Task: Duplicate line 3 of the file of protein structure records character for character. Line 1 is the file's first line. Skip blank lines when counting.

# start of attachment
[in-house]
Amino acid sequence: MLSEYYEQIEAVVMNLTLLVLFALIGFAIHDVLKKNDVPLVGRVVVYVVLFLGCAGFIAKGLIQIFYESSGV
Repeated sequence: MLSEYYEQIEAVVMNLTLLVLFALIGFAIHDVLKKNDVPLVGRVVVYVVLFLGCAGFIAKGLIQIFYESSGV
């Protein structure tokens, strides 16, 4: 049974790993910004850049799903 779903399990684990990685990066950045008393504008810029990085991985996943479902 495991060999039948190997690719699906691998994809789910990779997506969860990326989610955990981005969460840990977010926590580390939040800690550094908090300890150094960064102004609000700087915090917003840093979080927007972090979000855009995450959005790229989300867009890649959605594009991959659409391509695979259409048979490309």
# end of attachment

Repeated sequence: MLSEYYEQIEAVVMNLTLLVLFALIGFAIHDVLKKNDVPLVGRVVVYVVLFLGCAGFIAKGLIQIFYESSGV